Uber plans to shut down UberRush, its backend logistics and courier service, for restaurants on May 8, Quartz has learned.
Uber introduced Rush in New York, Chicago, and San Francisco in October 2015. It was an important addition to Uber’s portfolio, an attempt to make good on CEO Travis Kalanick’s promise that “if we can get you a car in five minutes, we can get you anything in five minutes.”
The company echoed that language at launch , saying Rush would use the technology behind on-demand rides to “get customers pretty much anything in minutes.” Early businesses to sign up for Rush included Blockheads, a New York burrito chain; ChowNow, a Grubhub competitor; Delivery.com, an online ordering platform for anything from food to dry cleaning; and BloomNet, a flower delivery service.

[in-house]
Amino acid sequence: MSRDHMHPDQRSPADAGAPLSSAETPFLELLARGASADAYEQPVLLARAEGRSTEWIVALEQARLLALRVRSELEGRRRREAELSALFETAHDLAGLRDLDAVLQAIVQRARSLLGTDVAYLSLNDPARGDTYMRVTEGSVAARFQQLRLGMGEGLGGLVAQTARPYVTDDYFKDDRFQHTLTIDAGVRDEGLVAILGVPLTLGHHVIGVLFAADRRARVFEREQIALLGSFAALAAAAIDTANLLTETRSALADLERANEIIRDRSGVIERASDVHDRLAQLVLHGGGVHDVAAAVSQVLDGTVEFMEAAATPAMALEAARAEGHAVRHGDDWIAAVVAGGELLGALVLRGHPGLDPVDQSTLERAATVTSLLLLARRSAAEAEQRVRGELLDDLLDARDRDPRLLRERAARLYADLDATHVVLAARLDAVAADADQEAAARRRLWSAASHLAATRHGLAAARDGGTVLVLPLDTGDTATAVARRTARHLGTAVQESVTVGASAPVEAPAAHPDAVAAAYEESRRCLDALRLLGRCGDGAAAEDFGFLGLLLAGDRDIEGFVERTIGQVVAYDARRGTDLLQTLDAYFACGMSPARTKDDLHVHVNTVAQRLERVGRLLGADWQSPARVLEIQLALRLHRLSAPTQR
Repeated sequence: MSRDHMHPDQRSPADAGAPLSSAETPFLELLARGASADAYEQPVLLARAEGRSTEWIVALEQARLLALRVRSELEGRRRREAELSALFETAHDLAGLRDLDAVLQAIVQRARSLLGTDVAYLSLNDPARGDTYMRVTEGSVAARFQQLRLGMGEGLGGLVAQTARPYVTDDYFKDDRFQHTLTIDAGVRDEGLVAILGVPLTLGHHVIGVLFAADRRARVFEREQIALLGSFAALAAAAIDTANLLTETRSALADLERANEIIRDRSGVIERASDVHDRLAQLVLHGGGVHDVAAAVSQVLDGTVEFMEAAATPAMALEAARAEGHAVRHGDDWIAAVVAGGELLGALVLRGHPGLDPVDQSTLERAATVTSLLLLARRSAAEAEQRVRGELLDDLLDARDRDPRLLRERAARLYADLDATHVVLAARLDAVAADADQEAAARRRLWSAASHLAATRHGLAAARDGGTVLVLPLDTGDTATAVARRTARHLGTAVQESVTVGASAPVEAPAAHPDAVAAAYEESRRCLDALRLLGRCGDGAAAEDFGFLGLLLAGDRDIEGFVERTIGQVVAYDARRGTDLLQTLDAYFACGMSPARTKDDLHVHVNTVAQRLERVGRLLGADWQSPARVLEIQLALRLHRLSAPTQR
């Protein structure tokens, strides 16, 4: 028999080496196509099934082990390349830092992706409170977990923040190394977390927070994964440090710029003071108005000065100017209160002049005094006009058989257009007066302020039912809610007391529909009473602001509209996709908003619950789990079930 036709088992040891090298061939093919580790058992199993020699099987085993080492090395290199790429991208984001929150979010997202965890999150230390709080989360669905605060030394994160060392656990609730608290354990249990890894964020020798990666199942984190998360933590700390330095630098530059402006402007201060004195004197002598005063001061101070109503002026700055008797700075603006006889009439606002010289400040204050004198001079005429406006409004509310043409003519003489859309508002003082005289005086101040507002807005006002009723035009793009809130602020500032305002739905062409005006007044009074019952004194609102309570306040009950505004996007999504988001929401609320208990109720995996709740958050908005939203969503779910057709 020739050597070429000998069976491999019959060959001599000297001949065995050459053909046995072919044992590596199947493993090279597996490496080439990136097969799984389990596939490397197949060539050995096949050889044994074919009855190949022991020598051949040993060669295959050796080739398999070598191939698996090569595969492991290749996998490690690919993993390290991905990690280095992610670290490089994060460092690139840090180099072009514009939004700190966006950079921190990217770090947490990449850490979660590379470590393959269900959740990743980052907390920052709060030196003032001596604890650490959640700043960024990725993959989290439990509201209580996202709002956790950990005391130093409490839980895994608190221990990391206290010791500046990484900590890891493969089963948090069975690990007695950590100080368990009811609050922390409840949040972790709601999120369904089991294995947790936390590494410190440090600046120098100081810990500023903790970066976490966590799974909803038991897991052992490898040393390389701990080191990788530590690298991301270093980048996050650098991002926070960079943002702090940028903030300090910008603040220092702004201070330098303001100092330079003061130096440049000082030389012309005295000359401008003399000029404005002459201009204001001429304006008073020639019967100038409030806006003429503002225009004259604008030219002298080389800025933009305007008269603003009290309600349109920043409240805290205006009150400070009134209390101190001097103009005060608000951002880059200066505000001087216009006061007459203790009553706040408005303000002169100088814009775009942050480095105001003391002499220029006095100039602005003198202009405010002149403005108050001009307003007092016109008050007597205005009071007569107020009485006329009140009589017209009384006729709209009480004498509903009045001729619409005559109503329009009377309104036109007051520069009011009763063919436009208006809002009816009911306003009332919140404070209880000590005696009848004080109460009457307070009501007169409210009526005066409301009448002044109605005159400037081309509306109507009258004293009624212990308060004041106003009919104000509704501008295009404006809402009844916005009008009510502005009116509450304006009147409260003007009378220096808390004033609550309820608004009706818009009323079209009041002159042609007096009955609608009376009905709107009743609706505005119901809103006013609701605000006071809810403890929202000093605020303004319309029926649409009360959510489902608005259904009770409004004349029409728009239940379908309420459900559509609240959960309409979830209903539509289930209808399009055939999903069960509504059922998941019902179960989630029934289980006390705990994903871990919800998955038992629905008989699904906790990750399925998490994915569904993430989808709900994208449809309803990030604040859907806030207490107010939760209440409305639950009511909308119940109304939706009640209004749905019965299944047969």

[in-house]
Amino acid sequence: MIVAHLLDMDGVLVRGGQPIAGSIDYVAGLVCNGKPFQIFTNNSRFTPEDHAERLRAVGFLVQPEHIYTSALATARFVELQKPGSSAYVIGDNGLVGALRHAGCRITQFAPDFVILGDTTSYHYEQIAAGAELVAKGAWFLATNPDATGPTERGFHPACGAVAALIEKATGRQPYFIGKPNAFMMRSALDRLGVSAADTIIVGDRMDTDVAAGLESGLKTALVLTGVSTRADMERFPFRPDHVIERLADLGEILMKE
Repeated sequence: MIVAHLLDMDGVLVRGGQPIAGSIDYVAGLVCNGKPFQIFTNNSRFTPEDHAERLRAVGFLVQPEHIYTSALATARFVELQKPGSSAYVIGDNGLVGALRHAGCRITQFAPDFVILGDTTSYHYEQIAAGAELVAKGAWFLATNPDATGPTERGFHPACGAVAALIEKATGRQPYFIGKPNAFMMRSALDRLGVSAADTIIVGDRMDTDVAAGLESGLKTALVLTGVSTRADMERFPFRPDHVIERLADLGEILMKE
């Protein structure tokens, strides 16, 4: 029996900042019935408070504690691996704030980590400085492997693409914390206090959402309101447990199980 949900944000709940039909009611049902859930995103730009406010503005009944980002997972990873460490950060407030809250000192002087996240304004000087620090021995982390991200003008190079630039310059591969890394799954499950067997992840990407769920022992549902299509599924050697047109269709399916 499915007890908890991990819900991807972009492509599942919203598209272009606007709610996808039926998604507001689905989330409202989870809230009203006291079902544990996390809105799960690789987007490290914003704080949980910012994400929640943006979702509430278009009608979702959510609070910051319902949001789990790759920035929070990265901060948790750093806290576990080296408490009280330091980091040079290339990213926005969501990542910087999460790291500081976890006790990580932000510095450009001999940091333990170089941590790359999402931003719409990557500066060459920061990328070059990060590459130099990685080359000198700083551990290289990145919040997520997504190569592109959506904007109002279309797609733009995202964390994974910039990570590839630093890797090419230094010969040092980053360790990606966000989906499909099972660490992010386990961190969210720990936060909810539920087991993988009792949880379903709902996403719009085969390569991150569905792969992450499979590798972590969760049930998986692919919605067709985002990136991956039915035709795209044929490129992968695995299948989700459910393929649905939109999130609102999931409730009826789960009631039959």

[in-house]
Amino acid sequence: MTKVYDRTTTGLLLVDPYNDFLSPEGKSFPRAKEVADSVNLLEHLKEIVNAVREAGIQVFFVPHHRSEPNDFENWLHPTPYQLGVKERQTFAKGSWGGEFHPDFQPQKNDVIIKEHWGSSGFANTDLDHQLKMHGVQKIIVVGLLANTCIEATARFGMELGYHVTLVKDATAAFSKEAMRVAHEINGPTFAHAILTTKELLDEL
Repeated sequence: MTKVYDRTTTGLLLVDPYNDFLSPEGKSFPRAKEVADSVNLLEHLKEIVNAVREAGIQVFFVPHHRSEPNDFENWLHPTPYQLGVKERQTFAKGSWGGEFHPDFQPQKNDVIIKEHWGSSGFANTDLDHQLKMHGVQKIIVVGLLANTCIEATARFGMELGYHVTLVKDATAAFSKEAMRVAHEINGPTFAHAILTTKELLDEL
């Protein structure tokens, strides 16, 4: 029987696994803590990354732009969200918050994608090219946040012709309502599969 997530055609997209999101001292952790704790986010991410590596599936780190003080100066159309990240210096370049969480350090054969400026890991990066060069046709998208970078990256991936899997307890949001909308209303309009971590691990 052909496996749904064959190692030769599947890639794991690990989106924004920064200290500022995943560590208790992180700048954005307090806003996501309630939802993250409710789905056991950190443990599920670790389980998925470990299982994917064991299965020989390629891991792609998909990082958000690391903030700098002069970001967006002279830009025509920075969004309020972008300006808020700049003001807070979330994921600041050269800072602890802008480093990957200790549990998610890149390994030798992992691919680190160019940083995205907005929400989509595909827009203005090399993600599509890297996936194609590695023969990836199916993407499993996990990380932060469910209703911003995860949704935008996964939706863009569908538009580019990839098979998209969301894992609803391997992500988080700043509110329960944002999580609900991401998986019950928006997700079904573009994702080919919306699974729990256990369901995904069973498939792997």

But a year and a half down the road, Rush’s future looks uncertain. Uber last week emailed Rush clients informing them that as of May 8, restaurants will no longer be able to use the platform. The company is encouraging restaurants to switchover to UberEats, its designated food delivery service. Restaurant deliveries have historically made up the majority of orders on Rush, two former employees familiar with Uber’s operations told Quartz.